Nikkei Voice: Being JA Is a Celebration of Being American

August 24, 2015 • Asakawa, Columnists

Gil AsakawaBy Gil Asakawa

During a recent trip to San Francisco to attend the annual conference of the Asian American Journalists Assn., I squeezed in two readings from the new revised edition of my book, “Being Japanese American.” The two events reminded me why I wrote the book in the first place and why I love speaking to JA audiences. I love being JA!

The first edition was published in 2004, but a lot has happened since then: Japanese culture is even more popular now in the U.S. than a decade ago, but so is Asian American culture in general. The Internet was around in 2004, but social media has exploded on the scene since “Being JA” vol. 1.0 came out. During those years, Asian Americans have been early adopters and leading lights on blogs, YouTube, Facebook and Twitter — we’ve embraced digital media because we’re invisible in mainstream media.

Yet, even in mainstream media, we’ve made some huge strides: Hollywood movies still suffer from “yellowface” casting of whites in Asian roles, but there are more of us in starring and co-starring roles. John Cho was even cast as the romantic lead in a short-lived ABC sitcom this year, and that network’s “Fresh Off the Boat,” the comedy that showcases an AAPI family, is filming a second season.

During a recent trip to San Francisco, Gil Asakawa appeared at two book readings to talk about his book "Being Japanese American." Photo: Gil Asakawa

During a recent trip to San Francisco, Gil Asakawa appeared at two book readings to talk about his book “Being Japanese American.” Photo: Gil Asakawa

So, it made sense when Stone Bridge reached out and asked me to update the book with new text, additional historical photos and interviews with more JAs, Japanese Canadians and mixed-race Japanese.

The books covers the history of Japanese immigration and, of course, the WWII concentration camp experience, but it’s also about our culture, community, food and families, as well as the future of JAs. We’re not always accepted as American and have to deal with lingering racism here, but we’re not quite Japanese either. I love the things that make us Japanese (cultural values, food, taking off shoes inside) but also the things that set us apart. Even before we open our mouths, Japanese people know right away we’re American because of our gait, our clothes and the way we make eye contact.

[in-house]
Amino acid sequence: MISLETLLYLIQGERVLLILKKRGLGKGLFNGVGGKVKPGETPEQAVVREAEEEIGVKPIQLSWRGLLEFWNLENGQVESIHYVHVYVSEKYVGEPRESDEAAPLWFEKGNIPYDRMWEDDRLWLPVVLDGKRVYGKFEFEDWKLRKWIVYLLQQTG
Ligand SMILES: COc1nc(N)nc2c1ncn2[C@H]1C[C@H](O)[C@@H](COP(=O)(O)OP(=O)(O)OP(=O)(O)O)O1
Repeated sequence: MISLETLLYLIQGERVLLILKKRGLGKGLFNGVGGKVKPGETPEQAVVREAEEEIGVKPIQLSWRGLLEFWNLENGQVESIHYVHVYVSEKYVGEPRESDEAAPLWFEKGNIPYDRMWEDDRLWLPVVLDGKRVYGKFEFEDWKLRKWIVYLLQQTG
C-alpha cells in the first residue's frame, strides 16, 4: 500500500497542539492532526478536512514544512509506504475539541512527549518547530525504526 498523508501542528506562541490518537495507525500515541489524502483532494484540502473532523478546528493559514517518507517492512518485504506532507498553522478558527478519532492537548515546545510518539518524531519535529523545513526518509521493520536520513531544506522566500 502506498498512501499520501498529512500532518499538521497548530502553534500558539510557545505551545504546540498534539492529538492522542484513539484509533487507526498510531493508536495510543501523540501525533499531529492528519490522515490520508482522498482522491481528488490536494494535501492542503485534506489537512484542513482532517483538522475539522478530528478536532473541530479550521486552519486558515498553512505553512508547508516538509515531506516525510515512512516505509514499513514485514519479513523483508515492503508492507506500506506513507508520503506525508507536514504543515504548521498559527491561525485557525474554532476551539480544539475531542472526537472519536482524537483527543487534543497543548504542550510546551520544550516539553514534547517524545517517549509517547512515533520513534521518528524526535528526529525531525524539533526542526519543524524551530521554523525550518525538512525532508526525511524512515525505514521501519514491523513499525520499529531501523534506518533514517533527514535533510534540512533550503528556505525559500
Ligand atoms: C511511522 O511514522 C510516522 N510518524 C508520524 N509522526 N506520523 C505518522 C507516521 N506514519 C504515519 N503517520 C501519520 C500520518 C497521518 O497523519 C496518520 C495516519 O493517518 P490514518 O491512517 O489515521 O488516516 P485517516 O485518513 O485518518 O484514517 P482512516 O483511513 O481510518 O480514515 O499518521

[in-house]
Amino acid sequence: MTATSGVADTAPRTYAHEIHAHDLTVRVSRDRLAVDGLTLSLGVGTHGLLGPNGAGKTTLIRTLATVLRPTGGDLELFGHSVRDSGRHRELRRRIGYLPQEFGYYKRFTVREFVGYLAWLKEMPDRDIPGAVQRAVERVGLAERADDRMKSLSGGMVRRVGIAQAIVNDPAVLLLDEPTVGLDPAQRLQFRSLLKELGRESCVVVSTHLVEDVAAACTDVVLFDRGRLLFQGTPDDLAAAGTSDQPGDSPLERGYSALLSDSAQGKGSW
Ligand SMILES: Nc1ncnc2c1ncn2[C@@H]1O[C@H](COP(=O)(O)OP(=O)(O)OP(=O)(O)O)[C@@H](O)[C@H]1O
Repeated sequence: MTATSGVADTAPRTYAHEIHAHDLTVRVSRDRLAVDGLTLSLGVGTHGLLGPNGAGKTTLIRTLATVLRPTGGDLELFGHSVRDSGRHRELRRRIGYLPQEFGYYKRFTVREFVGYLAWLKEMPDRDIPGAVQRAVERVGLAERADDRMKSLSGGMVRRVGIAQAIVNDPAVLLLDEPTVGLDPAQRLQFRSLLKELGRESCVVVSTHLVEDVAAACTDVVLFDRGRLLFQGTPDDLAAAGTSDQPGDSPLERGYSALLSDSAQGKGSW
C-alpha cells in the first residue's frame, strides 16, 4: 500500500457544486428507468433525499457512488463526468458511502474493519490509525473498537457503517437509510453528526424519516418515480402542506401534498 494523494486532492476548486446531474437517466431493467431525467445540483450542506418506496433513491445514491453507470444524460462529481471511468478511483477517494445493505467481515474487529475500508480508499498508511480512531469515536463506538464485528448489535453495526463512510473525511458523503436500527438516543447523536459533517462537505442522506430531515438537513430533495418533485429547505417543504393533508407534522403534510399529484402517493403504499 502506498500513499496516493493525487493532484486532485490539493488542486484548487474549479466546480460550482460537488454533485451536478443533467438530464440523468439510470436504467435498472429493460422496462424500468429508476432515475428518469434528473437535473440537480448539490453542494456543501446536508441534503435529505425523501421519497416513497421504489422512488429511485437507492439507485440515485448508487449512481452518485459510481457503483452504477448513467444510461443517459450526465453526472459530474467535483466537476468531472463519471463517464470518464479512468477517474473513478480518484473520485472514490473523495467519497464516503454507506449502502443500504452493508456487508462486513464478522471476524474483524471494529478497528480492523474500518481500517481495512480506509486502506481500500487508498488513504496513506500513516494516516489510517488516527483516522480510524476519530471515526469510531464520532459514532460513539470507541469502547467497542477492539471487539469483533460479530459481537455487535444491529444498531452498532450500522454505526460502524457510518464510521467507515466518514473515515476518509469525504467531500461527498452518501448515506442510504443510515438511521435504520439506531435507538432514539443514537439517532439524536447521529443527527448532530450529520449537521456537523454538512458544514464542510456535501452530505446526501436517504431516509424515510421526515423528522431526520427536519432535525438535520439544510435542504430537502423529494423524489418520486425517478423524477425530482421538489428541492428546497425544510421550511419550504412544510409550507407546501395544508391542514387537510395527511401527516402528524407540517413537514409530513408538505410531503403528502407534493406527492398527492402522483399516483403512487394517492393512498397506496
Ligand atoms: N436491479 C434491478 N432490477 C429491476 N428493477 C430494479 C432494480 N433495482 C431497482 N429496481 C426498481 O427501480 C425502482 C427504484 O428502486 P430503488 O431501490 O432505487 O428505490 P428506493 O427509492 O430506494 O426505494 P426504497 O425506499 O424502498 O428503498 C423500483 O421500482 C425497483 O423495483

Also, the way we speak — some of us know a lot, some hardly any at all — marks us as sort-of-Japanese. That’s because most JA families arrived in the U.S. between the 1880s and 1924, when immigration from Japan was sealed off. So, some of our culture, including some of our words, are old fashioned and little-used today.

My favorite distinctly JA word is one I like to use to describe my book: “Being Japanese American” is a perfect “benjo book.”

Benjo, or “O-benjo,” means “bathroom” to JAs, and to Japanese way back in the day. But Japanese today use more refined words. The most polite term is o-te-arai, or “place to wash hands.” But most common today is toi-leh, which is how Japanese pronounce “toilet.” But JAs still use the old word. At the end of every big holiday feast as people are leaving with the nokori or “leftovers,” you’ll hear Auntie so-and-so yell out ,“Wait a minute, I have to go benjo first.”

Being Japanese American Gil AsakawaI tell audiences that my book is a perfect benjo book. Japanese Americans guffaw and everyone else gives me a quizzical look. Japanese from Japan frown slightly because they think I’m just being rude and crude. But the book is organized in chapters with short bits of text in the margins (common words and phrases and their meanings, or quotes from JA and Japanese Canadians, and increasingly, mixed-race people, about how they relate to the ethnic identity). So, it’s easy to read in small chunks, a few minutes at a time.

Like I said, a perfect benjo book!

I often sign my books with the phrase, “To celebrate JA culture is to celebrate American culture!” But I’m going to add a new phrase next to my signature: “Be JA!”

Gil Asakawa is a P.C. Editorial Board member and former Board Chair. He is AARP’s AAPI Marketing Communications Consultant, and he blogs at www.nikkeiview.com. A new revised edition of his book, “Being Japanese American,” has just been published in August by Stone Bridge Press.

 

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